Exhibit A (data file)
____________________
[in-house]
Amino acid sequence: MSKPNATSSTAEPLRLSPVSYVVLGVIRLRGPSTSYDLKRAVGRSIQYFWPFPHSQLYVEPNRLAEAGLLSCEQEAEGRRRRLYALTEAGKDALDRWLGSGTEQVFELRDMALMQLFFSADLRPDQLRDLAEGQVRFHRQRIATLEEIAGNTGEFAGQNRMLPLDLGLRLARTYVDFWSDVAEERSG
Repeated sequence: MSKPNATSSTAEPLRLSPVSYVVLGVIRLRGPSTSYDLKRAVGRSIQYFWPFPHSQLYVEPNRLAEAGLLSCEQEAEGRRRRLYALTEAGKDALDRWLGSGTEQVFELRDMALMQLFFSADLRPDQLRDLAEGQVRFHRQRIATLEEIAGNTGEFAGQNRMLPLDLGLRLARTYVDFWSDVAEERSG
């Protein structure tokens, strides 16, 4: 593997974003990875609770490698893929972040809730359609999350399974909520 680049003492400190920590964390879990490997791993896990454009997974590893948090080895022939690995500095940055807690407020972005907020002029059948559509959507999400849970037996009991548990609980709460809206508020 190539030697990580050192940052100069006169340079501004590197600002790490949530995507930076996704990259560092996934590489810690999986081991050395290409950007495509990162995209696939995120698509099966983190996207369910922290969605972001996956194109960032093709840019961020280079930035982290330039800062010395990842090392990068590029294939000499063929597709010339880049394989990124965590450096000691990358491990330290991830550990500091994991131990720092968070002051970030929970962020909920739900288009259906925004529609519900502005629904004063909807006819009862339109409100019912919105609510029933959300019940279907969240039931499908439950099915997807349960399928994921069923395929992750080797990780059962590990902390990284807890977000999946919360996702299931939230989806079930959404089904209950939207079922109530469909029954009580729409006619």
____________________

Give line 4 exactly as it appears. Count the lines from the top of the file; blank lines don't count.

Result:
């Protein structure tokens, strides 16, 4: 593997974003990875609770490698893929972040809730359609999350399974909520 680049003492400190920590964390879990490997791993896990454009997974590893948090080895022939690995500095940055807690407020972005907020002029059948559509959507999400849970037996009991548990609980709460809206508020 190539030697990580050192940052100069006169340079501004590197600002790490949530995507930076996704990259560092996934590489810690999986081991050395290409950007495509990162995209696939995120698509099966983190996207369910922290969605972001996956194109960032093709840019961020280079930035982290330039800062010395990842090392990068590029294939000499063929597709010339880049394989990124965590450096000691990358491990330290991830550990500091994991131990720092968070002051970030929970962020909920739900288009259906925004529609519900502005629904004063909807006819009862339109409100019912919105609510029933959300019940279907969240039931499908439950099915997807349960399928994921069923395929992750080797990780059962590990902390990284807890977000999946919360996702299931939230989806079930959404089904209950939207079922109530469909029954009580729409006619």